Amazon (NASDAQ:AMZN) has started UK fresh food delivery and upped its battle against supermarkets which until now have been relatively unscathed by the rising e-commerce penetration. The UK supermarket is already under pressure from e-commerce and discounters such as Aldi and Lidl, and AMZN's latest move will further pressure supermarkets' pricing power and revenue growth. AMZN's global expansion in grocery is another example of how internet and e-commerce are disrupting conventional business models. As our lives become increasingly digitized, consumers will likely gravitate towards the convenience of grocery e-commerce and this will further pressure offline supermarkets. I remain bullish on AMZN due to its exposure in North American and European e-commerce market and I will be cautious on US and UK-based grocery chains such as Wal-Mart (NYSE:WMT) (see - Wal-Mart Dips A Toe Into Last-Mile Grocery Delivery), Kroger (NYSE:KR), SUPERVALU (NYSE:SVU) in the US, Loblaws (OTCPK:LBLCF) and Metro Inc. in Canada, and Tesco and Ocado (OTCPK:OCDGF) in the UK.
All of UK's big four supermarkets have invested in online grocery on the back of a rising consumer demand, but where I think AMZN can differentiate lies in its efficiency, pricing, and its logistics network. Notably, AMZN will provide one-hour delivery to 69 postcodes in London with same-day delivery offered on orders before 1pm. Prices will be lower than the major grocers and I believe this will be a key selling point for consumers to 1) sign up for Prime to enjoy the benefit of unlimited two-day shipping as well as fast grocery shipping, and 2) experience AMZN grocery delivery to gauge its convenience and quality.
In the medium term, AMZN and its grocery partners could take more market share in UK's online grocery space. What matters the most is whether AMZN may strike similar deals in North America by partnering with chains such as KR, SVU, and ABS in the US, and Metro Inc. and Loblaws in Canada. Such a scenario will accelerate the e-commerce penetration of groceries and food items, drive long-term Prime ecosystem expansion and could potentially be a negative to sub-scale regional supermarket chains that lack superior e-commerce presence.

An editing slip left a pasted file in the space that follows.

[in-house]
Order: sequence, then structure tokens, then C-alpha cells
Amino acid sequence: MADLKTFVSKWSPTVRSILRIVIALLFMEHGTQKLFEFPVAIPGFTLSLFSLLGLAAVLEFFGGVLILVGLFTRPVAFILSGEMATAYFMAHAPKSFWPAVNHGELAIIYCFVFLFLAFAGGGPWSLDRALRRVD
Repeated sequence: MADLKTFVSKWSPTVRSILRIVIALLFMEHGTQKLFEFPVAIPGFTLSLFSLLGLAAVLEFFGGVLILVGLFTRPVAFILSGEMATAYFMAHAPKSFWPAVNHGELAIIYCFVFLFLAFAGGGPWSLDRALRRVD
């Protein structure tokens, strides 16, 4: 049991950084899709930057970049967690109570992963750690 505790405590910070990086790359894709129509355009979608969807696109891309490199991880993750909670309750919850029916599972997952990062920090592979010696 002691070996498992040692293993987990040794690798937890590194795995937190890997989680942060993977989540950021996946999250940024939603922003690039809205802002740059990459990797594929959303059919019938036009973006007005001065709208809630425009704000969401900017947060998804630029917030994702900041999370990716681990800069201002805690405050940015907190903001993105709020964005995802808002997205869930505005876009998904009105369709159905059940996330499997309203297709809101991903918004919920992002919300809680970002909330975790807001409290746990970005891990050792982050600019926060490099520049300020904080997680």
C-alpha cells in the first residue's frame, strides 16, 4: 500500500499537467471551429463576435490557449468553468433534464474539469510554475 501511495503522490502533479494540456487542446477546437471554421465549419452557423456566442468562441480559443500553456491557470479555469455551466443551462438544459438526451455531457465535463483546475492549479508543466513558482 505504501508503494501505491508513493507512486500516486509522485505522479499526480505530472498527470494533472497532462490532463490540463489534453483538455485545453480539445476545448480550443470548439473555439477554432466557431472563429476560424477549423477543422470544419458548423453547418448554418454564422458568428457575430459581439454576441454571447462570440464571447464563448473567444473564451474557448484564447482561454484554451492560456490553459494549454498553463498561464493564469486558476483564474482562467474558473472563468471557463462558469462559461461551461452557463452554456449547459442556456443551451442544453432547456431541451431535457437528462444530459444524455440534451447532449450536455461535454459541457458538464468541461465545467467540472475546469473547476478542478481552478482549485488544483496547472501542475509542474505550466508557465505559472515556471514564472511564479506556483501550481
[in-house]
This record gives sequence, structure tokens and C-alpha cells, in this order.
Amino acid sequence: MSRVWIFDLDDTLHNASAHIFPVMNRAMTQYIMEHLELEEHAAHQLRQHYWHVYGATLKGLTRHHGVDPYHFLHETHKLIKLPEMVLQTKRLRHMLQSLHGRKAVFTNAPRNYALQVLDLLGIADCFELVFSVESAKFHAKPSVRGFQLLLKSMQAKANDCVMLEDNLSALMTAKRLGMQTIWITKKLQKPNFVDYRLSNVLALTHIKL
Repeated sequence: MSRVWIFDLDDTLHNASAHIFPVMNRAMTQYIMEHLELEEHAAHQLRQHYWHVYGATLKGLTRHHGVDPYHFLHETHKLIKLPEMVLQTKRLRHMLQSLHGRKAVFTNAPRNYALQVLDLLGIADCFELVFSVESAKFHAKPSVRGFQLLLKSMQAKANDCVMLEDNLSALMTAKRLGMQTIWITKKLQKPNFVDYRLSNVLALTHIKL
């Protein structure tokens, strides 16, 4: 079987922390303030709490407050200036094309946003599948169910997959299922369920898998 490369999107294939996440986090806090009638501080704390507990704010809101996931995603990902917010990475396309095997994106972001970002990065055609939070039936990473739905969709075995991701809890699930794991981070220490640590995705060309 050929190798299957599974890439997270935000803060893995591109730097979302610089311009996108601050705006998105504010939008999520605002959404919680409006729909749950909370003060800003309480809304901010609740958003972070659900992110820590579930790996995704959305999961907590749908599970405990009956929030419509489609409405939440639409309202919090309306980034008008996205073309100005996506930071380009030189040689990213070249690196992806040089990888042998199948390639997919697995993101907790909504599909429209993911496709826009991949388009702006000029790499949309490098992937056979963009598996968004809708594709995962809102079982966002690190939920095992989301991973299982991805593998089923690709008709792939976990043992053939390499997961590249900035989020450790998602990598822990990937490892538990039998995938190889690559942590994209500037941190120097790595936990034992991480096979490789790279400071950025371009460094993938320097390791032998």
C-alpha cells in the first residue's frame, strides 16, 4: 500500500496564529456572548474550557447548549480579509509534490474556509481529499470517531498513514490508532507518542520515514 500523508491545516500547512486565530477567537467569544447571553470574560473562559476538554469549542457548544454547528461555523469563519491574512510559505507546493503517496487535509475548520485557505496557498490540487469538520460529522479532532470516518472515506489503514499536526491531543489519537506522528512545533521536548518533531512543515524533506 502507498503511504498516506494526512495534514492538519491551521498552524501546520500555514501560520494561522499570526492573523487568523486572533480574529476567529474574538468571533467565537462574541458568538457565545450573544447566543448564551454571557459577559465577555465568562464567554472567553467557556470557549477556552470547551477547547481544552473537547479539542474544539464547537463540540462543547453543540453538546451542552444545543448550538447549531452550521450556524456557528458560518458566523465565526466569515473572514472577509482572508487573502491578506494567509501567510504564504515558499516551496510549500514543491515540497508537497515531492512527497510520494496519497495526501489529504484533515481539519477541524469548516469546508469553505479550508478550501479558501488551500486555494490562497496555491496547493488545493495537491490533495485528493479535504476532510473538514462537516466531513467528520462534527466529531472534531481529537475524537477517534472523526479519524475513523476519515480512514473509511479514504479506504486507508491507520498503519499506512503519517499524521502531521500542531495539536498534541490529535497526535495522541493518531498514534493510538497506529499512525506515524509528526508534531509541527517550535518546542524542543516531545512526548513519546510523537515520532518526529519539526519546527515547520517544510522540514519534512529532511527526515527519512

Consumers will ultimately benefit from the increased convenience while the e-commerce giant will benefit from a broader service and product diversification. In the UK, AMZN will offer more than 130k groceries to north and east London, including thousands of fresh produce, dairy, and bakery items that AMZN did not have previously in the UK. The service is available for AMZN Prime members only but for an additional GBP6.99/month fee consumers can get delivery on orders worth up to GBP40 or more.
To strengthen its Prime ecosystem, I believe that payment is another area where AMZN needs to focus on in order to provide a closed ecosystem for its users. This will certainly strengthen AMZN's Prime ecosystem by providing consumers with a holistic platform including shopping, payment, and delivery. Investors can look no further than Alibaba (NYSE:BABA) whose Alipay has been a critical component in maintaining the competitiveness of BABA's platform. AMZN also needs a similar payment service, in my view.
Overall, I see this to be a long-term positive for Amazon's Prime ecosystem and its logistics capability. I remain bullish on AMZN. While I acknowledge that the company's near-term investment in fulfilment and logistics will continue to weigh in on its near-term profitability, I also argue that these investments are necessary for AMZN to capture underpenetrated markets and counter the potential competitive risk from rival Alibaba that operates a much bigger logistics service and could potentially be a long-term threat to AMZN in the future.
Disclosure: I/we have no positions in any stocks mentioned, and no plans to initiate any positions within the next 72 hours.
I wrote this article myself, and it expresses my own opinions. I am not receiving compensation for it (other than from Seeking Alpha). I have no business relationship with any company whose stock is mentioned in this article.